Good Narrative Principles

Dig the Chroma


IMG_7280Mom is never in the picture. Literally. The reason is not dark or obscure. You see Mom wields the camera. Mom takes the pictures. While Dad knows all about the perils of back lighting, shooting into the sun and is quick to suggest that if everyone moves just slightly to their left, their right or pivot sideways the lighting would be better, he never does pick up the camera. Mom is always hoping to catch that moment of carefree fun when Dad is teaching the youngest to swim or the oldest to ride a bike. Invariably, a lecture about lighting ensues and the kids grow twitchy and self-conscious.

Every couple has their own black hole where the same argument spirals around a dark center and is never resolved. No light escapes. The gravitational force of this familiar argument sucks all the energy in its path. For Mom and Dad, evidence of their failure to arrive at a good playbook for documenting the growing family (“just shut up and don’t blink when the shutter falls”) is evidenced in the countless pictures of staged smile where the family (sans Mom) line up perfectly and shout “cheese”.

Sometimes, Mom squeezes the color from her pictures. In the winter months for instance, especially in the rush to get to school, the pictures appear to her as black and white. Maybe there’s a splotch of color, like red mittens, but in the grim rush of events to catch the bus, it’s as if the urgency to keep things moving forward kills any hope of color bleeding through.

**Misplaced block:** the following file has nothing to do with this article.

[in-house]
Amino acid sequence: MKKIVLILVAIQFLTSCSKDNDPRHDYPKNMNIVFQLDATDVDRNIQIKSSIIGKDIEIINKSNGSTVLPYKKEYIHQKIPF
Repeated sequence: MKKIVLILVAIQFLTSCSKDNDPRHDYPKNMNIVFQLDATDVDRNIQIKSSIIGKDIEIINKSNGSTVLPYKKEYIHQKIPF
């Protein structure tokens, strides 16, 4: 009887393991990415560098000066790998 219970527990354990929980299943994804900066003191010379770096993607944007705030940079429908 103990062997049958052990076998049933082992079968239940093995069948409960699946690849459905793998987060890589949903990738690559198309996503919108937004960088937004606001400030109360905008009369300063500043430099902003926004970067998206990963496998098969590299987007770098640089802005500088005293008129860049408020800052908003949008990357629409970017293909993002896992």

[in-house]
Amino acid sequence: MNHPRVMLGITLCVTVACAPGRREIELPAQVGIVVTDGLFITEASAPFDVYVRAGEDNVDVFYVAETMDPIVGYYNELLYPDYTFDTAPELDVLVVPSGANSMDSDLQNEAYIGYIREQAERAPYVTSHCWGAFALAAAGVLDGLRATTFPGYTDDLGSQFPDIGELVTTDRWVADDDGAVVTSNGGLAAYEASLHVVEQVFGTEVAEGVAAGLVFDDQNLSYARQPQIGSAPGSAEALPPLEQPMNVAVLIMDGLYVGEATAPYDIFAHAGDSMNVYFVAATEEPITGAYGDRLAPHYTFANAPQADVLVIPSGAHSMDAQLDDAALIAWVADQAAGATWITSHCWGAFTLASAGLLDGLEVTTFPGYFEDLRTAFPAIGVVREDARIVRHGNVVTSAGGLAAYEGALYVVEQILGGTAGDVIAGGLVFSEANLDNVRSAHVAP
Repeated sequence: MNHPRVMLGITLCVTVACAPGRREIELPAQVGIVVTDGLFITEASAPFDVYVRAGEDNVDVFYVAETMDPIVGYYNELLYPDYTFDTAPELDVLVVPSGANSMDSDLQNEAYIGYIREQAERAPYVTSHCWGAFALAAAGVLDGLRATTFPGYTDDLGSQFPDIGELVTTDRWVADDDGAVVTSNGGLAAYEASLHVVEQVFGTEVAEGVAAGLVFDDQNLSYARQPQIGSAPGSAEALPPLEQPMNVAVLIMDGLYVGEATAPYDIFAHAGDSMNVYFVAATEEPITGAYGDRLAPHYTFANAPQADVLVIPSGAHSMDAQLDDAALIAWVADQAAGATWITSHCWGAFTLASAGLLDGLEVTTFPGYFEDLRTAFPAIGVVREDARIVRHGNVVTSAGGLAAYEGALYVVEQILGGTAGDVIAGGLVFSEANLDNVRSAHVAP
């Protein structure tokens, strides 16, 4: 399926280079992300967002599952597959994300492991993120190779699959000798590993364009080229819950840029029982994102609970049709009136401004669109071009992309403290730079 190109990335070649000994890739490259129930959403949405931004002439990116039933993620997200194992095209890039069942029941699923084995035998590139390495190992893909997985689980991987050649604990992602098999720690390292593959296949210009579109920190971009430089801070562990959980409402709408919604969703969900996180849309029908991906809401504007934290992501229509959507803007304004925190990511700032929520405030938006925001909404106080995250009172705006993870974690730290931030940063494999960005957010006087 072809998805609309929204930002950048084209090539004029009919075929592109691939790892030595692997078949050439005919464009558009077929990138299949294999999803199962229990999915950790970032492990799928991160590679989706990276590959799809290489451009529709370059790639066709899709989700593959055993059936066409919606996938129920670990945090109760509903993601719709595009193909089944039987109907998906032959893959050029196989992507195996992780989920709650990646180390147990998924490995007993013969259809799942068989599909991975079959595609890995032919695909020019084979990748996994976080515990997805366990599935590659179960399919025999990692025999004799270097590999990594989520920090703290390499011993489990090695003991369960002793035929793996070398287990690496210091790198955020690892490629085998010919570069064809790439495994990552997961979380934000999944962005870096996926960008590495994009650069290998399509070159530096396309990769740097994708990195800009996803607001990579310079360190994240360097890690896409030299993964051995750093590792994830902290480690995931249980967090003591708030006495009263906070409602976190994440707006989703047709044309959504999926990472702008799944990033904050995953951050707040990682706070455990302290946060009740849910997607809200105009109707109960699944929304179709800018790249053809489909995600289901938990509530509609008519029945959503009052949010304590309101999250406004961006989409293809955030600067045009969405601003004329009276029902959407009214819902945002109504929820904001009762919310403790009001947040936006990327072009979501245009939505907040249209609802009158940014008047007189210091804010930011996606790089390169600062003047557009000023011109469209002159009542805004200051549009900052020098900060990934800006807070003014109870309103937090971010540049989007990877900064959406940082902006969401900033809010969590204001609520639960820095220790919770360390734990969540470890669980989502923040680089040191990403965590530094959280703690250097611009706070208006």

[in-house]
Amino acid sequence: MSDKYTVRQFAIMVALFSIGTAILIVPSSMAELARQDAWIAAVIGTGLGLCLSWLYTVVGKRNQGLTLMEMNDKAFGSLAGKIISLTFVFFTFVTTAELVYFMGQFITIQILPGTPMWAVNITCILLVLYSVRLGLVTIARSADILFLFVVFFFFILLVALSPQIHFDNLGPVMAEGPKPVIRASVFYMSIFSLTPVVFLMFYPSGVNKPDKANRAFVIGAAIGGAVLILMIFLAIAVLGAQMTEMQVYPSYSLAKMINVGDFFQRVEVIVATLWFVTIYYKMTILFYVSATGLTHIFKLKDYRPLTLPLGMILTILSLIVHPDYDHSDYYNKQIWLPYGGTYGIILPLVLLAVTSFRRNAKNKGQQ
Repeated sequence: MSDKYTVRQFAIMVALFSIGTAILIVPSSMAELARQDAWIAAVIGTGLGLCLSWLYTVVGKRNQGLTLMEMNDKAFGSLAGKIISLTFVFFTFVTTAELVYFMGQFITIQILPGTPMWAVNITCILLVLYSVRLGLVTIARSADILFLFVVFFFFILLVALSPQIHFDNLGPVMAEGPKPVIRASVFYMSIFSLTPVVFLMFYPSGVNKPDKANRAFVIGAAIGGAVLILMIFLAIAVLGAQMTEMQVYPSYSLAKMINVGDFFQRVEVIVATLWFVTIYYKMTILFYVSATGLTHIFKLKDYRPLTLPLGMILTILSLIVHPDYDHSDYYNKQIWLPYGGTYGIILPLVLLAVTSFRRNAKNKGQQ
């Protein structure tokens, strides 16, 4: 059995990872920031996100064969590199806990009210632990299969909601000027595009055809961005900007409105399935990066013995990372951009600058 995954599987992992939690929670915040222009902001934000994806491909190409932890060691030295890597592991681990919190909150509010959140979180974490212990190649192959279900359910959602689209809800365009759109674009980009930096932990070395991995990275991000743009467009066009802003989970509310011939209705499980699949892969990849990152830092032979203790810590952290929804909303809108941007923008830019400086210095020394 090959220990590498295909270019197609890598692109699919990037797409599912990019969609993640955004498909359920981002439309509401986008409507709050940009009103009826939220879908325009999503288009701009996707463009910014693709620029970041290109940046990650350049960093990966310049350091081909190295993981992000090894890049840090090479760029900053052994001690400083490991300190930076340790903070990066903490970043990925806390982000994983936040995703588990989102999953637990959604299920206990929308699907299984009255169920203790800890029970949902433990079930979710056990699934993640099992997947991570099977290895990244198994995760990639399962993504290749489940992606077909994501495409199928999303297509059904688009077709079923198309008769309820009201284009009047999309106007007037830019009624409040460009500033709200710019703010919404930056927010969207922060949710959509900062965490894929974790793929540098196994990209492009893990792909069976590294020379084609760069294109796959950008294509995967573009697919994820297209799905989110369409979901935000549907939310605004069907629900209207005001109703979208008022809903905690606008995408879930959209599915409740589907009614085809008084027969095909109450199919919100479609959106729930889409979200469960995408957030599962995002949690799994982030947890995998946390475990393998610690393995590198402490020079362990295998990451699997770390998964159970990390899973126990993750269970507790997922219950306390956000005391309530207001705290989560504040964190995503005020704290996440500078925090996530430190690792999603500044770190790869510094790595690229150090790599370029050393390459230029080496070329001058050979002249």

Despite the calendar being stuck in the endless loop that is March, lately, Mom has been experiencing the world as radiant. It started with the toilet backing up (clearly, a situation rendered in black and white). The Plumber was booked solid for the next three weeks and so Mom agreed that the Plumber should send his Son whom he has been mentoring. The Son walked in on that cold black and white morning dressed in canary yellow and a purple that brought to mind Welch’s grape jam. The Son was competent and way easier on the eyes than his grisly Dad.

Pretty soon, Mom was having the Son by once a week to address all the pesky plumbing issues — the clogged kitchen sink, the illegal washing machine’s tendency to stall right after the spin cycle and the shower that kept leaking on the sweet neighbor downstairs. Eventually, Mom ran out of plumbing problems. But by then, spring had arrived with its parade of acid yellows and pure blues.

At the beach that summer, Mom handed the camera to a stranger and asked her to fire away. Dad didn’t say boo about the lighting and the resulting pictures were framed in the hallway — evidence that Mom really was part of the family.

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